A more recent look at Deborah's school records reveals that her profile was inconsistent with that of a mentally retarded person; it is probable that she was actually learning disabled (Smith, 1985, pp. 23-26). Evidence for this is found in reports that although Deborah showed pronounced delays in reading and writing, she was a skilled woodworker and seamstress, and functioned so well socially that visitors to the school frequently mistook her for a member of the staff! This picture of Deborah was included as the Frontispiece in the 1912 and subsequent editions. Goddard also included four other pictures of Deborah in text, but these were not all reprinted in subsequent editions. An on-line version at Classics in the History of Psychology includes all of the original photographs.
Early in his career, Goddard believed that feeble-mindedness was dangerous to society. He affirmed that feeble-minded people were "multiplying at twice the rate of the general population," (1912, p. 71) thus producing "more feeble-minded children with which to clog the wheels of human progress" (1912, p. 78). Moreover, since feeble-minded people were not able to control themselves, they were the principal cause of many social problems, including crime and illegitimacy. Goddard was hesitant to support compulsory sterilization, suggesting instead that the best cure for society's ills would be to build "colonies" where the feeble-minded could be segregated. He noted that the cost of these facilities could be offset:
Such colonies would save an annual loss in property and life, due to the action of these irresponsible people, sufficient to nearly, or quite, offset the expense of the new plant (1912, pp. 105-106)
He reversed this opinion in the late 1920s.
Consequences of the Kallikak Family Study
The height of Goddard's success came at a time when America was experiencing a large influx of immigrants from Europe. The Immigration Restriction Act, passed in 1924 (which remained in effect until 1965) was influenced by American eugenics' efforts. In 1913 Goddard was invited to Ellis Island to help detect morons in the immigrant population. In his Intelligence Classification of Immigrants of Different Nationalities (1917) he asserted that most of the Ellis Island immigrants were mentally deficient. For example, he indicated that 83% of all Jews tested were feeble-minded, as were 80% of the Hungarians, 79% of the Italians, and 87% of the Russians. The result was that many immigrants were turned away and sent back to Europe.
The Controversial Photos
A photographic expert from the Smithsonian Institution suggested that some of the Kallikak family photographs in Goddard's books were retouched to give them a more disturbing appearance, an observation that has been used as evidence for Goddard's zealous efforts in favor of the hereditarian nature of intelligence (Gould, 1981, pp.171; Smith, 1985, pp. 79-80). As can be seen in the photos below (taken from the 1935 edition at p. 88), close scrutiny reveals dark lines and shading added around their eyes. However, the assertion of fraud has only become more controversial over time. Photos in many books were retouched as part of the publishing process (Fancher, 1987), and little evidence exists that Goddard personally doctored the photographs to make the "bad" Kallikaks look more sinister than the "good" branch of the family. As Zederland (1998) observes, a main thrust of Goddard's work was to show that feeble-minded people looked normal and were often quite attractive; he was attempting to make a case for careful mental testing, not superficial visual inspection, to determine feeble-mindedness.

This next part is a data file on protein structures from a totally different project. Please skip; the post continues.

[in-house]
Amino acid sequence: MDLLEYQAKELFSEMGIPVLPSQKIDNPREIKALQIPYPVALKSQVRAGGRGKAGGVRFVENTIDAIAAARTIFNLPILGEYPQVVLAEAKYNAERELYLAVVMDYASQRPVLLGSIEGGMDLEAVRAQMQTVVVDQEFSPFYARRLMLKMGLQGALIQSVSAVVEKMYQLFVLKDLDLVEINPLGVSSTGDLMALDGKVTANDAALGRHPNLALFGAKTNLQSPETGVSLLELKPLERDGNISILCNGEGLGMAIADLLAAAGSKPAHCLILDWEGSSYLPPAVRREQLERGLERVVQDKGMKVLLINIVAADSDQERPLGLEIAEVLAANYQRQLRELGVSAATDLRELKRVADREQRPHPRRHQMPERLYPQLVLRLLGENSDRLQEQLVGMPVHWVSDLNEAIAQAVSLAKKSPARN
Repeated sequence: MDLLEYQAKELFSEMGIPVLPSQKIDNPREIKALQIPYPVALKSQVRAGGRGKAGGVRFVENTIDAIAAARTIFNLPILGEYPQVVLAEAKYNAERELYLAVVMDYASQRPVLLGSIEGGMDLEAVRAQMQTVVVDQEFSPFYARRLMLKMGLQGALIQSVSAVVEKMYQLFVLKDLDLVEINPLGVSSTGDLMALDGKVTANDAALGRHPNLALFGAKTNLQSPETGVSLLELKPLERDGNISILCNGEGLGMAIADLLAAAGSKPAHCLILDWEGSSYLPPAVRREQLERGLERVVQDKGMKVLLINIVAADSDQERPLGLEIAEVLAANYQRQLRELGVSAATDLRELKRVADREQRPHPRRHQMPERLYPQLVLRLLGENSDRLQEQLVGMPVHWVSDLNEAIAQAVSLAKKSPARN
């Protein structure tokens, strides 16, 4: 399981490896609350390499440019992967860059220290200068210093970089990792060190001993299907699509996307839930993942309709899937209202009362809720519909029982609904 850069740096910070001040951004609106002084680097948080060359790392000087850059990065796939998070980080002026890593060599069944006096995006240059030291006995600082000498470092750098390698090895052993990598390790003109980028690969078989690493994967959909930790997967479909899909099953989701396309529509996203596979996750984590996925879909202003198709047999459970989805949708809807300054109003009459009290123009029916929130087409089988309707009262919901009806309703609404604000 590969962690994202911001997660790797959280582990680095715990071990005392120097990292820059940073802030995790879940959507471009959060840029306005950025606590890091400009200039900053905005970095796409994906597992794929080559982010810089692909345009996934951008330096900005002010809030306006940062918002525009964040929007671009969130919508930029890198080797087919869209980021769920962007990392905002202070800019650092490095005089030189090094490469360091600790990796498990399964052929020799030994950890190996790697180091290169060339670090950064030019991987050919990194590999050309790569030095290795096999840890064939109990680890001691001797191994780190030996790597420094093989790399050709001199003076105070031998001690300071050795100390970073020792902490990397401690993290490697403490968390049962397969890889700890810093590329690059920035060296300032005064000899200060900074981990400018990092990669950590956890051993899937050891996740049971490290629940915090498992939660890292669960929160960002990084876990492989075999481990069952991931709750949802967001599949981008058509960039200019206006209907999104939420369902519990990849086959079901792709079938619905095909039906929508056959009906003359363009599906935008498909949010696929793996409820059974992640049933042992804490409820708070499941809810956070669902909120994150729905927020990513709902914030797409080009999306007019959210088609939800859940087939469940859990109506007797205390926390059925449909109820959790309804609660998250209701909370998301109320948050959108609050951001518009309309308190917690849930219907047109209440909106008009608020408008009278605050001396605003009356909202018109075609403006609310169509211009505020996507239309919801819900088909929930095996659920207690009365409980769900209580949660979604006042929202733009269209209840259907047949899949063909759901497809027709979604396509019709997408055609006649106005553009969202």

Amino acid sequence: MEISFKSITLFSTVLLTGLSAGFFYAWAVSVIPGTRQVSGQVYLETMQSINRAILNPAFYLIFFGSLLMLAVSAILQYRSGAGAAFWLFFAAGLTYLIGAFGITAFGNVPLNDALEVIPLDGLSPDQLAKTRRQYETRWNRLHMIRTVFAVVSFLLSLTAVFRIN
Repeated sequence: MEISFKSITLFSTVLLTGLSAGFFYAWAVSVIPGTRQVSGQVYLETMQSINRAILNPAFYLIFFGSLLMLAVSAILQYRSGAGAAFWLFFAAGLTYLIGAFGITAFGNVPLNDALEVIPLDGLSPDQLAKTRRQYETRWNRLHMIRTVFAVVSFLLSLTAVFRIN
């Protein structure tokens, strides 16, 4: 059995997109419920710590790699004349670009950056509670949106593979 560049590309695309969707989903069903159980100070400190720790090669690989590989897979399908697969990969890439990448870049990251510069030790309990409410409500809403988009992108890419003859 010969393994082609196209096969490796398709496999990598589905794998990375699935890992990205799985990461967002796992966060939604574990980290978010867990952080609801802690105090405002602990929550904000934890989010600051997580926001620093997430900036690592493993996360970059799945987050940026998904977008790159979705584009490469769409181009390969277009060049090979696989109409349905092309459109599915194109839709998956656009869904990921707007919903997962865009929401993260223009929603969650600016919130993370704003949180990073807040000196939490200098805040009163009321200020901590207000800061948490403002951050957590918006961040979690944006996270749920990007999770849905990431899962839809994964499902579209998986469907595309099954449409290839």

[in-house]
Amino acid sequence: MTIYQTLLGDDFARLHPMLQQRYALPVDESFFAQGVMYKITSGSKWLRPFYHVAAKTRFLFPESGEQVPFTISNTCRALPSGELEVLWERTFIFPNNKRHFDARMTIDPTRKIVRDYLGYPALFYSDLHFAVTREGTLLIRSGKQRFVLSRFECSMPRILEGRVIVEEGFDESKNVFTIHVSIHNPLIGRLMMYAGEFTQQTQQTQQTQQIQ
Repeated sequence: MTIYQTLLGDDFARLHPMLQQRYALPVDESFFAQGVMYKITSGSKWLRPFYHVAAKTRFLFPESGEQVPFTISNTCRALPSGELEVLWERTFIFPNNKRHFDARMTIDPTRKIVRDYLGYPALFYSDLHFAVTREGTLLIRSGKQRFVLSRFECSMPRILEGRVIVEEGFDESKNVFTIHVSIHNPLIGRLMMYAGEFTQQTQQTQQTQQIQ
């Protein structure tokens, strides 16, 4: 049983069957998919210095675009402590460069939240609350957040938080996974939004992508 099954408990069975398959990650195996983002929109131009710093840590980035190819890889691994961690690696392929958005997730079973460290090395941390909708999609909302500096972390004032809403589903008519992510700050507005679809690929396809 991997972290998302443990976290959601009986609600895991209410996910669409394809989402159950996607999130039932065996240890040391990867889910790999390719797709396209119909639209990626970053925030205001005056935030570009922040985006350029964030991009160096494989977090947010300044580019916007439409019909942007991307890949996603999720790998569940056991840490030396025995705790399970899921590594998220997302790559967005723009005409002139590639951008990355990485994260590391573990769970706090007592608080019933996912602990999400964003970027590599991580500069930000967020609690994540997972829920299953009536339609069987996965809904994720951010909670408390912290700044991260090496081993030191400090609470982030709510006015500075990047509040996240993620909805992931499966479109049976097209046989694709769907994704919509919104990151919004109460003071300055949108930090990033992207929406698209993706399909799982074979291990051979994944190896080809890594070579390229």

By the late 1920s, Goddard had reversed many of his early opinions, declaring in multiple public forums that he had been gravely mistaken in many of his most famous conclusions (Zenderland, 1998, pp. 324-326). He had begun to question the validity of the tests that were used to detect morons, and he stated emphatically that his former belief that morons could not be educated satisfactorily was wrong. In addition, he frequently voiced his new opinion that feeble-minded people should be allowed to have children, if they choose to do so. He asserted in a 1927 article for Scientific Monthly that the concept of segregation colonies had been a bad idea (Zenderland, 1998, pp. 324-326).
However, Die Familie Kallikak was printed in Germany in 1914 and reprinted in 1933 shortly after the Nazis came to power. Goddard never intended for his book to be connected with Hitler, Nazism, and the Holocaust. In 1938 and 1939, he tried unsuccessfully to use his influence to help the daughter of a Jewish colleague escape from Austria (Zenderland, 1998, pp. 333-335). Subsequently, a psychology text by Columbia University psychologist Henry Garrett (1961) provided a brief, and rather embellished, overview of the Kallikak study to bolster his eugenicist arguments. Although these interpretations stood at odds with Goddard's opinions later in his life, these and related events have helped to paint the rather negative picture many people still hold of Goddard and his work.
Fancher, R. E. (1987). Henry Goddard and the Kallikak Family photographs: "Conscious skullduggery" or "Whig history"? American Psychologist, 42, 585-590.
Garrett, H.E., & Bonner, H. (1961). General psychology (2nd rev. ed.). New York: American Book Company.
Goddard, H. H. (1912). The Kallikak Family: A study in the heredity of feeble-mindedness. New York: Macmillan.
Goddard, H. H. (1914). Feeble-mindedness: Its causes and consequences. New York: Macmillan
Goddard, H. H. (1917). Mental tests and the immigrant. Journal of Delinquency, 2, 243-277.
Goddard, H. H. (1927). Who is a moron? Scientific Monthly, 24, 41-46.
Goddard, H. H. (1942). In defense of the Kallikak study. Science, 95, 574-576.
Gould, S.J. (1981). The mismeasure of man. New York: W.W. Norton and Company.
Smith, J.D. (1985). Minds made feeble: The myth and legacy of the Kallikaks. Rockville, MD: Aspen.
Zenderland, L. (1998). Measuring minds: Henry Herbert Goddard and the origins of American intelligence testing. Cambridge, MA: Cambridge University Press.
Written by Amber Esping, Kwame Dakwa, and Jonathan Plucker. This is a revised version of this Hot Topic.